Point Taken – A week after dropping a 3-1 decision to the Senators in Ottawa, the Caps hosted the Sens for the only time this season. Facing a potential first-round playoff foe, Washington didn’t play anywhere close to its best game in that loss north of the border last week. The Caps were better Thursday on home ice, but they fell to Ottawa again in a less than thrilling 2-1 overtime decision.
“We gave it more,” said Caps defenseman Karl Alzner, comparing Thursday’s game to last week’s meeting. “Still we have more to give. I didn’t see as much of our offensive zone play as we normally like to have; not as much cycles. There’s still more that we could have done, but it was better than our last one.”
Washington was hoping to have better breakouts and more speed through the neutral zone than it had last Thursday in Ottawa and it succeeded in doing so in the game’s first 20 minutes. The Caps' best period of hockey on Thursday was probably the first. The second frame was relatively even, and Ottawa controlled possession and territory over the final 20 minutes and overtime.
The two teams played a scoreless first frame, with the Caps getting what turned out to be their only power play of the night late in the frame when Chris Neil went off for boarding Jason Chimera.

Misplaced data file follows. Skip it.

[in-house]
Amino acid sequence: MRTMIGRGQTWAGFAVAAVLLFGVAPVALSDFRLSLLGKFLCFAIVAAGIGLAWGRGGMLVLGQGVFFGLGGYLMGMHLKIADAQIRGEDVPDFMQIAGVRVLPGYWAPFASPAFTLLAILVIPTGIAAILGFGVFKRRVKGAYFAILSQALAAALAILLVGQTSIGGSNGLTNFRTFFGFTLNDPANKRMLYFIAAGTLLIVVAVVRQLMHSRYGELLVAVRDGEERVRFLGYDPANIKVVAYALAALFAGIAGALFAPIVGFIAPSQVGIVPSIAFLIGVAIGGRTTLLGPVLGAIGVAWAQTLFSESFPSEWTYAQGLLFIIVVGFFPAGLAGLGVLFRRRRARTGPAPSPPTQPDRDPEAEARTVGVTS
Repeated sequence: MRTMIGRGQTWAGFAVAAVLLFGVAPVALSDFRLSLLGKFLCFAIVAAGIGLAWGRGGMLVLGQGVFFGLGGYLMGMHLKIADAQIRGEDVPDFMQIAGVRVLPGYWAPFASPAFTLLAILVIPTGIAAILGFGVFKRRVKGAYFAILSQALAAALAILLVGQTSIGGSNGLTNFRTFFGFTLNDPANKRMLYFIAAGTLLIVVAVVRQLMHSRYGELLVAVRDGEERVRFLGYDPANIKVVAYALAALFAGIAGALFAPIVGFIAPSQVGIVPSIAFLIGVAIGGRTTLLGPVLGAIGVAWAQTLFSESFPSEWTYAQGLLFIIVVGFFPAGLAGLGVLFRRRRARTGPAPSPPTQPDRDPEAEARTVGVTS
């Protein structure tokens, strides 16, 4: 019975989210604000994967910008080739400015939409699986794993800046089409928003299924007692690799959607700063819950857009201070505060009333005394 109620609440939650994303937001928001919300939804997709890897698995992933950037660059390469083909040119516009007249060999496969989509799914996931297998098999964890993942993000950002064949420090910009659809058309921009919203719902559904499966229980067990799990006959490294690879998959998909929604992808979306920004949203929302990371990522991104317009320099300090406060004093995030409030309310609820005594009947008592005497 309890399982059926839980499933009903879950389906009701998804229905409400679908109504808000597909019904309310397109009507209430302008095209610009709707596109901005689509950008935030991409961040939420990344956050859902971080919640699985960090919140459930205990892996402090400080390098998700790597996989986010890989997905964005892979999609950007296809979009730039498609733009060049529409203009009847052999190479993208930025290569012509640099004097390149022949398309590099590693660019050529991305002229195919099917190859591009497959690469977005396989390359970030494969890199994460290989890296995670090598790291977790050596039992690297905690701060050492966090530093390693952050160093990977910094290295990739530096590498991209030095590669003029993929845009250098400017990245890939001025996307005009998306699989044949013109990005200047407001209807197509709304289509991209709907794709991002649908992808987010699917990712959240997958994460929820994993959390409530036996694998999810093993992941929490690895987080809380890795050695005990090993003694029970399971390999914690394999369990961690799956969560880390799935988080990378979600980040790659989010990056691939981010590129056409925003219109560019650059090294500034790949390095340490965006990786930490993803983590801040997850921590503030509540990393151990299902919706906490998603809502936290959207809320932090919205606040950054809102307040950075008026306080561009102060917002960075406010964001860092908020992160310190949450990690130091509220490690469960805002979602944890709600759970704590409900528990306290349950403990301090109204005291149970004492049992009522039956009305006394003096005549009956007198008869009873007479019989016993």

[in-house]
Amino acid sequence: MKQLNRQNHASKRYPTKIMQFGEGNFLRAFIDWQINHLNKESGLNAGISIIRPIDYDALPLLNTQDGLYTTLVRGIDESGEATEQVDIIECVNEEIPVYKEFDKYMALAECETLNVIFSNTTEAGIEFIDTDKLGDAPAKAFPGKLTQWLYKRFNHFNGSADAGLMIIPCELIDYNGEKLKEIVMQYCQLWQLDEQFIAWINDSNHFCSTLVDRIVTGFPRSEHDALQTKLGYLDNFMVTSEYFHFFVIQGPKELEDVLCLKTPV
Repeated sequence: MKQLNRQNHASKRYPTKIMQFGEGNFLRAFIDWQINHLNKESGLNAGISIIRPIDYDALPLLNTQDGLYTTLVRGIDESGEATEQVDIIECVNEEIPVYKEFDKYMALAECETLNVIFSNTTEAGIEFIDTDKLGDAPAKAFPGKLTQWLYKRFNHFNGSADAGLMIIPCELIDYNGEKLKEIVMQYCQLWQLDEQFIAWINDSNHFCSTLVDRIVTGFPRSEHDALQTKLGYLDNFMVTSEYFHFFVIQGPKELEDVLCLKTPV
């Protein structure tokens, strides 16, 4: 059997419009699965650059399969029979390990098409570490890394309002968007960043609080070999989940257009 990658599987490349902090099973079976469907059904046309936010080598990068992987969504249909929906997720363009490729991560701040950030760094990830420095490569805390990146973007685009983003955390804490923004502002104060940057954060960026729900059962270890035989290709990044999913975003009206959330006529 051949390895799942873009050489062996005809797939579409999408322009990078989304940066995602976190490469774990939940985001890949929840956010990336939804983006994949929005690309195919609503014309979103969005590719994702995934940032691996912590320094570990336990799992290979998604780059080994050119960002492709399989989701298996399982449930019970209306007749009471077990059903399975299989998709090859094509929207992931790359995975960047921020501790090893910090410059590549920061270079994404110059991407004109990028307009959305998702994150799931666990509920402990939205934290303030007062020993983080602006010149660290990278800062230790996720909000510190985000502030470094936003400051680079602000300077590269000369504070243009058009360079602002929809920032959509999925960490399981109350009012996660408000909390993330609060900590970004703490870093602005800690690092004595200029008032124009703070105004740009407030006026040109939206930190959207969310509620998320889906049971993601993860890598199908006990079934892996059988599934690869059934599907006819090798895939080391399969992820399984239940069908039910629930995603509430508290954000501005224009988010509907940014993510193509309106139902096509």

The Caps had a couple of good looks on the power play, and defenseman John Carlson had another one just after the power play concluded. Along with a Martin Erat bid from a bad angle that missed the net and a Mike Green back door chance earlier in the period, those chances were among the best the Caps would muster on the night.
Washington owned a 21-13 advantage in shot attempts in the game’s first 20 minutes, with six of those 21 coming during the two minutes in which the Caps were on the power play.
The Sens got their first power play in the waning seconds of the first, a man-advantage that carried over into the second period. Ottawa had the first six shot attempts of the second, and the Sens got on the board first at 12:35 of the middle stanza.